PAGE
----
Scarring is the skin’s natural reaction to trauma. Surgery, burns and injuries that breach the skin’s surface often result in scars. New skin bridges the gap between uninjured areas, forming a scar. There are various skin types, and scars tend to heal differently from person to person. If you have several scars, you may have noticed that they don’t form in quite the same way on all parts of your body. For example, some heal faster and have less pigmentation than others.
Chest and Shoulders
There are similar mechanical and biological differences in the skin around the chest, or sternum, and the deltoid, or upper arm and shoulder. According to the National Institutes of Health, these two areas have the worst results on the body when it comes to significant scarring. Why? Areas of tension tend to produce thicker and more noticeable scars.
Knees and Elbows
Like the shoulders and chest, knees and elbows are prone to heavy scarring. What makes these joints more difficult to heal with flat, pale scars, is that they are constantly stretched. This makes it harder for the skin to regenerate and heal. Scar tissue is tougher than regular skin tissue. It’s tighter and less pliable over joints, often causing constriction and limiting joint mobility. This can be painful and may require scar revision surgery if the effects are debilitating and severely limit mobility.
Like the deltoids and sternum, ears typically have thicker and more prominent scars. Red raised scars, called keloids, can be found on nearly any part of the body, but are particularly common after ear piercings. Keloids extend beyond the natural borders of the wound. They can be minimized with pressure earrings and topical keloid scar cream.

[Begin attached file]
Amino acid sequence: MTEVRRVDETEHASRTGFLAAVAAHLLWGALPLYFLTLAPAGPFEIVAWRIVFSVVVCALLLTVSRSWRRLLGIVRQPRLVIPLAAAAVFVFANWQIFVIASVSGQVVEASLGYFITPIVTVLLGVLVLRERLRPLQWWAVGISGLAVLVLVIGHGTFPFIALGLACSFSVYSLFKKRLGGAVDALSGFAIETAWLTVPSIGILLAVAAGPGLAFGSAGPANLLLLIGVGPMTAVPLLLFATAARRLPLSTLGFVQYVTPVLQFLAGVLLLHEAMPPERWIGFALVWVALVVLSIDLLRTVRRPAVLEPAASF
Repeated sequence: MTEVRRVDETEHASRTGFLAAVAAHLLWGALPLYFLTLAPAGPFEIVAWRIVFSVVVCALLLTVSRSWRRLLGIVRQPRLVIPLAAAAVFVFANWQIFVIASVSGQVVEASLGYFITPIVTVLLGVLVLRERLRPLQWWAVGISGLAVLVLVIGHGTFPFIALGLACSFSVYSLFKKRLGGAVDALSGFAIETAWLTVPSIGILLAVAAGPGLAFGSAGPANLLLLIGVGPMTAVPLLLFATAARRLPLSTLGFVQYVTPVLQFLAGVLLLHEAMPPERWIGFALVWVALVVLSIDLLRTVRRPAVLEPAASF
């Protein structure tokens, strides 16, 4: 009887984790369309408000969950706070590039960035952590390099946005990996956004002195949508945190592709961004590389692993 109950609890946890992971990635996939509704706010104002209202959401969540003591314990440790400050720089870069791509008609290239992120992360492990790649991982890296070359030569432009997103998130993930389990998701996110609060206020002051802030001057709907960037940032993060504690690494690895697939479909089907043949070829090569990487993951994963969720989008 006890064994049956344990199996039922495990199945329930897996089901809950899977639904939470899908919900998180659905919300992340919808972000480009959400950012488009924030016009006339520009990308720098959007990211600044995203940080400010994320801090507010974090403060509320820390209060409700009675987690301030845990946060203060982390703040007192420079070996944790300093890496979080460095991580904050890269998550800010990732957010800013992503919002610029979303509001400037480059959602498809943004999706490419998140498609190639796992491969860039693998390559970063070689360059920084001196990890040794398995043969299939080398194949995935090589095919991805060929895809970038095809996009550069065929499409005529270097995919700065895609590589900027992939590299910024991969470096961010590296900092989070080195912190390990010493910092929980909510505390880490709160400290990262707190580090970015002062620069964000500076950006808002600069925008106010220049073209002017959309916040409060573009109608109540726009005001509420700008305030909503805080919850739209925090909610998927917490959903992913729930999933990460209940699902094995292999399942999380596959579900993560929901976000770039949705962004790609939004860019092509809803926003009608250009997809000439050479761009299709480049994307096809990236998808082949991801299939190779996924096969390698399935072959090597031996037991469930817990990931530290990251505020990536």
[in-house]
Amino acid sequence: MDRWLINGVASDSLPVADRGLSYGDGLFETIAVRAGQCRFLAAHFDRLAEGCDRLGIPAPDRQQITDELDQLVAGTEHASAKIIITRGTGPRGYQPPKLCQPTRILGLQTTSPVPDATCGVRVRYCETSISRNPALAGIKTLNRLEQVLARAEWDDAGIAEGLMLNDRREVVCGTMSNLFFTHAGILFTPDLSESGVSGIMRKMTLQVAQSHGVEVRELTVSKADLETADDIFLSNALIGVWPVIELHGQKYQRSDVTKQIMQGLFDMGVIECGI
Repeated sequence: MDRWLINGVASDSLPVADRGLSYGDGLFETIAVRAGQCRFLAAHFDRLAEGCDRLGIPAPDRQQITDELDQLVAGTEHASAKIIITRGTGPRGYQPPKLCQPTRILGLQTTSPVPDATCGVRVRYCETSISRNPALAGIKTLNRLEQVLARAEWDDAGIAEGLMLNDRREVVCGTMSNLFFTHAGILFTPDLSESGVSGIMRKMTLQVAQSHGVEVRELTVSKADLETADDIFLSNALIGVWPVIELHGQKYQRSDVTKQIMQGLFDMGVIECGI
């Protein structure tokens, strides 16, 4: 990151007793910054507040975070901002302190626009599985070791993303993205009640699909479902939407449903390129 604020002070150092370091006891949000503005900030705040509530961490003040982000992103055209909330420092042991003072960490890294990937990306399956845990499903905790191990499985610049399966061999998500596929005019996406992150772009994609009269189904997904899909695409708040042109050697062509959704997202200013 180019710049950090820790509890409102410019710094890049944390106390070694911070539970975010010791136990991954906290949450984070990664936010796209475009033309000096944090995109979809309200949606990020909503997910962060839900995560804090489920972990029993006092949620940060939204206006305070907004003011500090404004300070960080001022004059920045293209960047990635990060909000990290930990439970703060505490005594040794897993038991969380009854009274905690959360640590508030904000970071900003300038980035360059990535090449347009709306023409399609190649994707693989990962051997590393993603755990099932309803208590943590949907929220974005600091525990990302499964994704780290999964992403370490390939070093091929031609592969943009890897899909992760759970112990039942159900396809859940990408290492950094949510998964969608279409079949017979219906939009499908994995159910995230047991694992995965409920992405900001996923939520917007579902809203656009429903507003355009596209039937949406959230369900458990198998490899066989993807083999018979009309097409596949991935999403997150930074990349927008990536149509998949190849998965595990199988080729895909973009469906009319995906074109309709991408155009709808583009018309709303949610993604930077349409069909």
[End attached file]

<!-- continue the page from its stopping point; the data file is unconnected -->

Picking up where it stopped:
Skin on the legs is tighter and tougher than skin on many other parts of the body, which can cause scars to be thicker and more prominent. Leg scars are also more likely to be hypertrophic. Similar to keloids, hypertrophic scars are also red in appearance and rise above the surrounding surface of the skin. Unlike keloids, they seldom grow beyond the natural borders.
The inside of your mouth is the best healer when it comes to scars. Intraoral tissue stays moist and regenerates more quickly. It’s important to keep the area clean to avoid infection. Infection slows down scar formation and can create larger and thicker scars. Scarring inside the mouth is easier to conceal and causes less self-consciousness than scarring on the more visible exterior parts of the body.
Abdomen and Stomach
With little pressure on the belly, the abdomen and stomach tend to heal well with thinner, flatter scars. Surgical scars can be strategically placed below the bikini line or waistline, so they receive little sunlight and are rarely seen when you’re wearing everyday clothing.
There are many things that you can do to minimize the effects of scarring on any part of the body. Keep the wound moist and clean until it has healed. Seek healthcare from a medical professional for deep cuts or serious burns. If you have any type of surgery, follow your doctor’s advice for incision care. Avoid direct sunlight, which can cause hyperpigmentation, or bolder coloring. Silicone scar treatment is effective in reducing many types of scars, especially keloid and hypertrophic scars.
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